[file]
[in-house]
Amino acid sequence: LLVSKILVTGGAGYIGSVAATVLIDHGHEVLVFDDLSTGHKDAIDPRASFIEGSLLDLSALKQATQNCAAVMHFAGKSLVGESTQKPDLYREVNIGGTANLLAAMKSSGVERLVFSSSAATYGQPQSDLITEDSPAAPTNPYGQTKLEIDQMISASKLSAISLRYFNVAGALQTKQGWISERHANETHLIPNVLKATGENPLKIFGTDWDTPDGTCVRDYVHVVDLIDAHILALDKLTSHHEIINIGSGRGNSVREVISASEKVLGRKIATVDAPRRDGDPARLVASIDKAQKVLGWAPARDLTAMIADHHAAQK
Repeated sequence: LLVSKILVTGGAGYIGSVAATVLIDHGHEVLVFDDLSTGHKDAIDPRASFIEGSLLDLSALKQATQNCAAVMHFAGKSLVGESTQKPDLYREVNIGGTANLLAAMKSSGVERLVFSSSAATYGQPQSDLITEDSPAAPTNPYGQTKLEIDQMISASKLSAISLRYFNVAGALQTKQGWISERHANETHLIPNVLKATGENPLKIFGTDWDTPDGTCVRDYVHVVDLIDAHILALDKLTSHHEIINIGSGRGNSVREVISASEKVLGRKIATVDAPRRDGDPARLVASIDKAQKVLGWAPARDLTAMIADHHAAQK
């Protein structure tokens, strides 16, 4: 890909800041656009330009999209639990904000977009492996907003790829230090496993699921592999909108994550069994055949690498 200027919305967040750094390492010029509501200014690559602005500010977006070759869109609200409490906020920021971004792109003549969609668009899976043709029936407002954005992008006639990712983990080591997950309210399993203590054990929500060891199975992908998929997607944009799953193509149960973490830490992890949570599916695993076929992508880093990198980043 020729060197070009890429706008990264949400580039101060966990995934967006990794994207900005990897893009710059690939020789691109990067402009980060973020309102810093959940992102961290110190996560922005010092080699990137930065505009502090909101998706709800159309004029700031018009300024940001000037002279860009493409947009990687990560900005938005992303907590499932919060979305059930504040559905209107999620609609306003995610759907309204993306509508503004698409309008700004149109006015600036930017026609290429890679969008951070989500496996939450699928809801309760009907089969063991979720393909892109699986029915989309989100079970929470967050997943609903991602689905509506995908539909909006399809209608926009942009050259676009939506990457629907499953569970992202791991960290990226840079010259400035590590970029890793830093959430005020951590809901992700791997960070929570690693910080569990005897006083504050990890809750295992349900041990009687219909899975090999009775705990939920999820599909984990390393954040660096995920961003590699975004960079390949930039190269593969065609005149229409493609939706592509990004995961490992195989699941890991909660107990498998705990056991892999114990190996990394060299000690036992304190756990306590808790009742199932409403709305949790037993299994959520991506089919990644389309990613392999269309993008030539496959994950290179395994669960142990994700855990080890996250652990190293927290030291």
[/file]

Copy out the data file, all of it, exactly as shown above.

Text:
[in-house]
Amino acid sequence: LLVSKILVTGGAGYIGSVAATVLIDHGHEVLVFDDLSTGHKDAIDPRASFIEGSLLDLSALKQATQNCAAVMHFAGKSLVGESTQKPDLYREVNIGGTANLLAAMKSSGVERLVFSSSAATYGQPQSDLITEDSPAAPTNPYGQTKLEIDQMISASKLSAISLRYFNVAGALQTKQGWISERHANETHLIPNVLKATGENPLKIFGTDWDTPDGTCVRDYVHVVDLIDAHILALDKLTSHHEIINIGSGRGNSVREVISASEKVLGRKIATVDAPRRDGDPARLVASIDKAQKVLGWAPARDLTAMIADHHAAQK
Repeated sequence: LLVSKILVTGGAGYIGSVAATVLIDHGHEVLVFDDLSTGHKDAIDPRASFIEGSLLDLSALKQATQNCAAVMHFAGKSLVGESTQKPDLYREVNIGGTANLLAAMKSSGVERLVFSSSAATYGQPQSDLITEDSPAAPTNPYGQTKLEIDQMISASKLSAISLRYFNVAGALQTKQGWISERHANETHLIPNVLKATGENPLKIFGTDWDTPDGTCVRDYVHVVDLIDAHILALDKLTSHHEIINIGSGRGNSVREVISASEKVLGRKIATVDAPRRDGDPARLVASIDKAQKVLGWAPARDLTAMIADHHAAQK
């Protein structure tokens, strides 16, 4: 890909800041656009330009999209639990904000977009492996907003790829230090496993699921592999909108994550069994055949690498 200027919305967040750094390492010029509501200014690559602005500010977006070759869109609200409490906020920021971004792109003549969609668009899976043709029936407002954005992008006639990712983990080591997950309210399993203590054990929500060891199975992908998929997607944009799953193509149960973490830490992890949570599916695993076929992508880093990198980043 020729060197070009890429706008990264949400580039101060966990995934967006990794994207900005990897893009710059690939020789691109990067402009980060973020309102810093959940992102961290110190996560922005010092080699990137930065505009502090909101998706709800159309004029700031018009300024940001000037002279860009493409947009990687990560900005938005992303907590499932919060979305059930504040559905209107999620609609306003995610759907309204993306509508503004698409309008700004149109006015600036930017026609290429890679969008951070989500496996939450699928809801309760009907089969063991979720393909892109699986029915989309989100079970929470967050997943609903991602689905509506995908539909909006399809209608926009942009050259676009939506990457629907499953569970992202791991960290990226840079010259400035590590970029890793830093959430005020951590809901992700791997960070929570690693910080569990005897006083504050990890809750295992349900041990009687219909899975090999009775705990939920999820599909984990390393954040660096995920961003590699975004960079390949930039190269593969065609005149229409493609939706592509990004995961490992195989699941890991909660107990498998705990056991892999114990190996990394060299000690036992304190756990306590808790009742199932409403709305949790037993299994959520991506089919990644389309990613392999269309993008030539496959994950290179395994669960142990994700855990080890996250652990190293927290030291």